Ancient site could be site of oldest known early human fossils in China

Ancient site could be site of oldest known early human fossils in China

Ancient site could be site of oldest known early human fossils in China

An international team of researchers has written a study claiming they may have discovered the oldest human fossil in China.

Researchers at the National Center for Research on Human Evolution (CENIEH) in Spain, as part of a team of Chinese, Spanish and French scientists, have just published the study on what may be the oldest known human fossil in the country.

The researchers used X-ray microcomputed tomography techniques, geometric morphometry and classical morphology to examine the remains of the maxilla and five cranial teeth from the Chinese site of Gongwangling.

Maxilla and teeth of the skull of Gongwangling
The researchers used X-ray microcomputed tomography techniques, geometric morphometry and classical morphology to examine the remains of the maxilla and five cranial teeth from the Chinese site of Gongwangling.
Xing Song, CENIEH/Zenger

The researchers said in a CENIEH statement released Monday: “This deposit is located in the vast plains on the northern slopes of the Quinling Mountains in Shaanxi Province, central China, and was discovered in 1963 by scientist Woo Ju- kang.

The age of the site was reassessed in 2015 through paleomagnetism studies in the region. The data suggests Gongwangling’s remains date back to just over 1.6 million years ago, so they could belong to one of the first people to colonize the present state of China.”

According to the study, there are similarities between the Gongwangling teeth and those of the other more recent Chinese sites of Meipu and Quyuan River Mouth. But they added that there was also “some variability, indicating some diversity of the populations of” homo erectus that colonized Asia during the Pleistocene.”

The Pleistocene or Ice Age lasted from 2,580,000 to 11,700 years ago and was known for the various advancements and retreats of continental glaciers.

Hominid Australopithecus afarensis
An international team of researchers has written a study claiming they may have discovered the oldest human fossil in China. This photo shows a sculptor’s rendering of the hominid Australopithecus afarensis as part of an exhibit that features the 3.2-million-year-old fossilized remains of “Lucy,” the most complete example of the species, at the Houston Museum of Natural Science, August 28, 2007, in Houston, Texas.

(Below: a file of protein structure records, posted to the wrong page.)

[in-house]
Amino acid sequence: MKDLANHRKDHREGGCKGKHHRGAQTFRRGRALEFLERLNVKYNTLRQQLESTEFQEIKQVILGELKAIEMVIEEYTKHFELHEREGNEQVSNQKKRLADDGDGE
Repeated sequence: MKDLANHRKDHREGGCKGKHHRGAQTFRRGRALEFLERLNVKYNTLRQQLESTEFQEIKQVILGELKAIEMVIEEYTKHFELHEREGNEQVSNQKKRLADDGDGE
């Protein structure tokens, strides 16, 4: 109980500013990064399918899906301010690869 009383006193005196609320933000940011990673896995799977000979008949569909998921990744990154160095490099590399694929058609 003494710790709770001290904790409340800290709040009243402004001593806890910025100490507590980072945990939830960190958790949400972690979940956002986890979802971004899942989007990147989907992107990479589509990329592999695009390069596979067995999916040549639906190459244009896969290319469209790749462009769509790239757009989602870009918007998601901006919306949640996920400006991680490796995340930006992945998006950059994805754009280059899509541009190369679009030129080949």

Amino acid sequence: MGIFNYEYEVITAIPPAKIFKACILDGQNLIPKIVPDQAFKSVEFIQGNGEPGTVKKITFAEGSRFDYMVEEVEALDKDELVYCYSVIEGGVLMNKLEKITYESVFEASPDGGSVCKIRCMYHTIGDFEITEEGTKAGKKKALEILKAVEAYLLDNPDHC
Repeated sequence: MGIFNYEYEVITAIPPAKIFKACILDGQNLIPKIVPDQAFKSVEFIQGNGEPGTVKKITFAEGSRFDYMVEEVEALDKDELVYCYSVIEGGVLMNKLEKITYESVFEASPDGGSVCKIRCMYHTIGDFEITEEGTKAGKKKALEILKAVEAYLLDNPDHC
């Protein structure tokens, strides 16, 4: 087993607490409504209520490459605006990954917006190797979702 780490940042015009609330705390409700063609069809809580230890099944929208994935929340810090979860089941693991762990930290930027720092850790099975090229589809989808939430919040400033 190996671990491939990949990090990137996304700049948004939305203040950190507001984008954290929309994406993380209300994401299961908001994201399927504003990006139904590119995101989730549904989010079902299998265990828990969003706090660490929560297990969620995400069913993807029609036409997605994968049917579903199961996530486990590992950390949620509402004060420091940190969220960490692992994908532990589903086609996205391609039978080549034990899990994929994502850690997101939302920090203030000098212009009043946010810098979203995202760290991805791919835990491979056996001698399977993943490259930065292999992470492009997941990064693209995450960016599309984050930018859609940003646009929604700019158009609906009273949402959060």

Dave Einsel/Getty Images

The CENIEH statement also said: “The importance of this new work lies in the lack of information about the early colonization of Asia. The Dmanisi site (Republic of Georgia) has provided very important evidence about the first inhabitants of Asia, who came from Africa. came about two million years ago.

Reconstruction of a prehistoric caveman
Portrait of a reconstruction of a prehistoric caveman at the Chicago Field Museum.
Henry Guttmann Collection/Hulton Archive/Getty Images

“But much information is missing to connect Dmanisi with the classical homo erectus populations of China (Hexian, Yiyuan, Xichuan, or Zhoukoudian), who lived on this large landmass between 400,000 and 800,000 years ago.”

José María Bermúdez de Castro, the coordinator of the CENIEH paleobiology program, is quoted as saying, “The Gongwangling site fills this vast span of time and suggests that Asia could have been populated by successive populations of the homo erectus species at different times in the Pleistocene.”

The statement also said that the Gongwangling skull “has all the features described in Homo erectus: a low and very elongated skull, with very thick bones, protecting a brain of about 780 cubic centimeters; strongly sloping frontally, with very distinct superciliary arches and form a kind of double-curved visor above the eyes […]†

The study is published in the July 2022 issue of the Journal of Human Evolution† It was written by Lei Pan, Clement Zanolli, Maria Martinon-Torres, Jose Maria Bermudez de Castro, Laura Martin-Frances, Song Xing and Wu Liu.

This story was provided to Newsweek by Zenger News.